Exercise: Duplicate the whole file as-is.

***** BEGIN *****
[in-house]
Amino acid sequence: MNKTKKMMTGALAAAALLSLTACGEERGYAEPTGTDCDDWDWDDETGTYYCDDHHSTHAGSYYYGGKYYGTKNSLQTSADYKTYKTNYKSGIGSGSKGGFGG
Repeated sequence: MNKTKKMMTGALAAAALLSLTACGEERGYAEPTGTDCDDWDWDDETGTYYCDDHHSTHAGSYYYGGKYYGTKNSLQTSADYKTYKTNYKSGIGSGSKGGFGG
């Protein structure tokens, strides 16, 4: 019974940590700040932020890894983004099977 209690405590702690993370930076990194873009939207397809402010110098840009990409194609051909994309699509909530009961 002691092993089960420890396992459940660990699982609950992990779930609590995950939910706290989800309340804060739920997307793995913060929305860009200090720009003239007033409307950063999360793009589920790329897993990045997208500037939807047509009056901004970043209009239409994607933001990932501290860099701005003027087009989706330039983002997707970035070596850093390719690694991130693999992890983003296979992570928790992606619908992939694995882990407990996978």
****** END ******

[in-house]
Amino acid sequence: MNKTKKMMTGALAAAALLSLTACGEERGYAEPTGTDCDDWDWDDETGTYYCDDHHSTHAGSYYYGGKYYGTKNSLQTSADYKTYKTNYKSGIGSGSKGGFGG
Repeated sequence: MNKTKKMMTGALAAAALLSLTACGEERGYAEPTGTDCDDWDWDDETGTYYCDDHHSTHAGSYYYGGKYYGTKNSLQTSADYKTYKTNYKSGIGSGSKGGFGG
């Protein structure tokens, strides 16, 4: 019974940590700040932020890894983004099977 209690405590702690993370930076990194873009939207397809402010110098840009990409194609051909994309699509909530009961 002691092993089960420890396992459940660990699982609950992990779930609590995950939910706290989800309340804060739920997307793995913060929305860009200090720009003239007033409307950063999360793009589920790329897993990045997208500037939807047509009056901004970043209009239409994607933001990932501290860099701005003027087009989706330039983002997707970035070596850093390719690694991130693999992890983003296979992570928790992606619908992939694995882990407990996978």